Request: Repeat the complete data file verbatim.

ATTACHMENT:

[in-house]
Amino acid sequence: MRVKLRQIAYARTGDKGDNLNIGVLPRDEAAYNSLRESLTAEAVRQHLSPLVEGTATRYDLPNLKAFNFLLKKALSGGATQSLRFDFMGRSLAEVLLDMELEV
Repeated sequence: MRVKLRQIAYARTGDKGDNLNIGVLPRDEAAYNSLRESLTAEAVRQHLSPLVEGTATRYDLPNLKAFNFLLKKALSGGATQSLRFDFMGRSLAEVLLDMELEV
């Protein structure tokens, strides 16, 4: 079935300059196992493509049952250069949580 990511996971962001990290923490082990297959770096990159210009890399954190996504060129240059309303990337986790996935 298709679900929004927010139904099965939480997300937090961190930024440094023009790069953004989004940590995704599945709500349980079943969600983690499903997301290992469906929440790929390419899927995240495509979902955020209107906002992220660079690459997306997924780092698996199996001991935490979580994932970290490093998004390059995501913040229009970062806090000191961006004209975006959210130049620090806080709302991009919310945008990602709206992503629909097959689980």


[in-house]
Amino acid sequence: MRVKLRQIAYARTGDKGDNLNIGVLPRDEAAYNSLRESLTAEAVRQHLSPLVEGTATRYDLPNLKAFNFLLKKALSGGATQSLRFDFMGRSLAEVLLDMELEV
Repeated sequence: MRVKLRQIAYARTGDKGDNLNIGVLPRDEAAYNSLRESLTAEAVRQHLSPLVEGTATRYDLPNLKAFNFLLKKALSGGATQSLRFDFMGRSLAEVLLDMELEV
């Protein structure tokens, strides 16, 4: 079935300059196992493509049952250069949580 990511996971962001990290923490082990297959770096990159210009890399954190996504060129240059309303990337986790996935 298709679900929004927010139904099965939480997300937090961190930024440094023009790069953004989004940590995704599945709500349980079943969600983690499903997301290992469906929440790929390419899927995240495509979902955020209107906002992220660079690459997306997924780092698996199996001991935490979580994932970290490093998004390059995501913040229009970062806090000191961006004209975006959210130049620090806080709302991009919310945008990602709206992503629909097959689980």